TGen and Scottsdale Healthcare discover new ‘pathways’
News Oct 09, 2009
Using computer modeling, the Translational Genomics Research Institute and Scottsdale Healthcare have discovered lung cancer ‘pathways’ that could become targets for new drugs, according to a scientific paper published online today by the Journal of Thoracic Oncology.
Dr. Glen Weiss, Director of Thoracic Oncology at TGen Clinical Research Services (TCRS) at Scottsdale Healthcare, said the study showed the value of conducting computer modeling, or “in silico” research.
TCRS is a partnership of TGen and Scottsdale Healthcare. The partnership allows molecular and genomic discoveries made by TGen and others around the world to reach the patient bedside in the Virginia G. Piper Cancer Center at Scottsdale Healthcare as quickly as possible through clinical trials with agents directed at specific cancer targets.
Researchers hope that over time in silico research will help lower health care costs while speeding up the process of turning scientific discoveries into treatments for patients.
“There are pathways that you can identify just from an in silico analysis. And we can use these types of tools to explore treatments for patients, down the road,’’ said Dr. Weiss, an Associate Investigator in TGen’s Cancer and Cell Biology Division and the senior author of the paper, which will appear in print in JTO’s November edition.
The study sought to identify metabolic pathways — a series of chemical reactions occurring within a cell — that could be targeted by drugs in patients with both small-cell and large-cell lung cancers. Small-cell lung cancer represents about 15 percent of all lung cancers. The rest are classified as non-small cell lung cancer, of which large-cell lung cancer represents about 10 percent.
The study used publicly available data sets, searching for connections that may have been previously overlooked.
“Within those datasets, there are common pathways. We point out some examples that provide some proof-of-principle from the in silico search,’’ said Dr. Weiss, who was joined in his research by TGen’s Dr. Chris Kingsley and by Dr. Anoor Paripati of the Scottsdale Clinical Research Institute at Scottsdale Healthcare.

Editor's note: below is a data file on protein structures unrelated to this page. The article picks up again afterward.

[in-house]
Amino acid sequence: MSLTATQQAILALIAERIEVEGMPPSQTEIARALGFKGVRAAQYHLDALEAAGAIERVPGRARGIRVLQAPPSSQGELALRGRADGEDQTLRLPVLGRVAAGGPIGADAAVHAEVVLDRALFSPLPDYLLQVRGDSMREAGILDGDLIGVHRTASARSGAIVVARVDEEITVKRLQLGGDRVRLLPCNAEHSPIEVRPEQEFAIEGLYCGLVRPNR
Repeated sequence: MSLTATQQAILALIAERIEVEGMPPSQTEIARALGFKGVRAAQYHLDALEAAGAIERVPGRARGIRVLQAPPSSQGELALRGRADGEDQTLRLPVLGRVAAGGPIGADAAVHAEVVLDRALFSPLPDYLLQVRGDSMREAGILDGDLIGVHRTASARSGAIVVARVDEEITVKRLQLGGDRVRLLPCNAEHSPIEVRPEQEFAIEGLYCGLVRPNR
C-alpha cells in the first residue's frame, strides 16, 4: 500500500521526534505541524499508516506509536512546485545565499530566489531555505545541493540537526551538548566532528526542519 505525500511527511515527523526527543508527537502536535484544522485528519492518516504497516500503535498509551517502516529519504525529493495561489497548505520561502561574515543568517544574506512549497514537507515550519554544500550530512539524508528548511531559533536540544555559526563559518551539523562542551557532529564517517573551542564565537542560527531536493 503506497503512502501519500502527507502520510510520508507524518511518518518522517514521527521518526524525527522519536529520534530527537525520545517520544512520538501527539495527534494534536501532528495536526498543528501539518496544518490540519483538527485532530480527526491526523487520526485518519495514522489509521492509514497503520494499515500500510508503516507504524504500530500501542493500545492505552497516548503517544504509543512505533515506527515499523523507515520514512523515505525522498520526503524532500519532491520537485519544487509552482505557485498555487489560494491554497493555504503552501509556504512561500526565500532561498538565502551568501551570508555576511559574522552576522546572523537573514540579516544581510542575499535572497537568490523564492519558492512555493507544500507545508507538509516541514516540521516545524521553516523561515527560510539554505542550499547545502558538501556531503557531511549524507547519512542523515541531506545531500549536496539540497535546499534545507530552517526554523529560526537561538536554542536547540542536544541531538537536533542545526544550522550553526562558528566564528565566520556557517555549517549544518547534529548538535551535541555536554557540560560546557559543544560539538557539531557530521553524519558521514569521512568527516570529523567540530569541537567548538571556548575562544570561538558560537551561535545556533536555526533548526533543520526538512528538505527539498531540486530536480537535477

As an example, the study cites one particular signaling pathway, Wnt/-catenin, that could be targeted by two drugs, vorinostat and dasatinib, both of which are under study in clinical trials.
“This is an exploration of the publicly available data sets in an attempt to answer a new question. It shows that you can look at pathways and identify targets. We did our validation by looking at what’s been tested, or what’s available already,’’ Dr. Weiss said.
In silico research, which is far less costly than conducting genetic profiling analysis of cancer tumors, will become more common as the National Cancer Institute ramps up its cancer Biomedical Informatics Grid, also known as caBIG.
Such in silico research should lead to targets for further laboratory and clinical research, and also should help clinicians provide more personalized treatment for patients, Dr. Weiss said.
“There is going to be a wealth of profiling data out there in the near future. You can then apply techniques like this, and hopefully design smarter clinical trials to find the drugs that would work,’’ Dr. Weiss said.
It's easy to take a lot for granted. Scientists do this when they study stress, the force per unit area on an object. Scientists handle stress mathematically by assuming it to have symmetry, but new supercomputer simulations show that at the atomic level, material stress doesn't behave symmetrically. The findings could help scientists design new materials such as glass or metal that doesn't ice up.READ MORE